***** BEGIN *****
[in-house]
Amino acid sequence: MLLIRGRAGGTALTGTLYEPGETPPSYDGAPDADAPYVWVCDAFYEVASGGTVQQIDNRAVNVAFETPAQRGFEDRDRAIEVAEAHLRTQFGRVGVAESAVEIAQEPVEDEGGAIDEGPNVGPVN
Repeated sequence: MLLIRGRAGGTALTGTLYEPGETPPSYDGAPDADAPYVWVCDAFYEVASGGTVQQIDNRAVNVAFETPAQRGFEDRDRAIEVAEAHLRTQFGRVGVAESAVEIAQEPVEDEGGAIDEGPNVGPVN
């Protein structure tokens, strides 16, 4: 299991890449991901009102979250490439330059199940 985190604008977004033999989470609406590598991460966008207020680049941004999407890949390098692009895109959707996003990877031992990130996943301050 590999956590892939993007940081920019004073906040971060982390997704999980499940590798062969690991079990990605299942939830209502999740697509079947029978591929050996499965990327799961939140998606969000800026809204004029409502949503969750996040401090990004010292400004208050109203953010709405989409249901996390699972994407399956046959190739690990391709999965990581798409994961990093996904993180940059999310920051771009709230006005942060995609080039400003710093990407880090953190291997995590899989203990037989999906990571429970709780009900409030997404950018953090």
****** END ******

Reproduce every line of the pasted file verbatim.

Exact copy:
[in-house]
Amino acid sequence: MLLIRGRAGGTALTGTLYEPGETPPSYDGAPDADAPYVWVCDAFYEVASGGTVQQIDNRAVNVAFETPAQRGFEDRDRAIEVAEAHLRTQFGRVGVAESAVEIAQEPVEDEGGAIDEGPNVGPVN
Repeated sequence: MLLIRGRAGGTALTGTLYEPGETPPSYDGAPDADAPYVWVCDAFYEVASGGTVQQIDNRAVNVAFETPAQRGFEDRDRAIEVAEAHLRTQFGRVGVAESAVEIAQEPVEDEGGAIDEGPNVGPVN
């Protein structure tokens, strides 16, 4: 299991890449991901009102979250490439330059199940 985190604008977004033999989470609406590598991460966008207020680049941004999407890949390098692009895109959707996003990877031992990130996943301050 590999956590892939993007940081920019004073906040971060982390997704999980499940590798062969690991079990990605299942939830209502999740697509079947029978591929050996499965990327799961939140998606969000800026809204004029409502949503969750996040401090990004010292400004208050109203953010709405989409249901996390699972994407399956046959190739690990391709999965990581798409994961990093996904993180940059999310920051771009709230006005942060995609080039400003710093990407880090953190291997995590899989203990037989999906990571429970709780009900409030997404950018953090």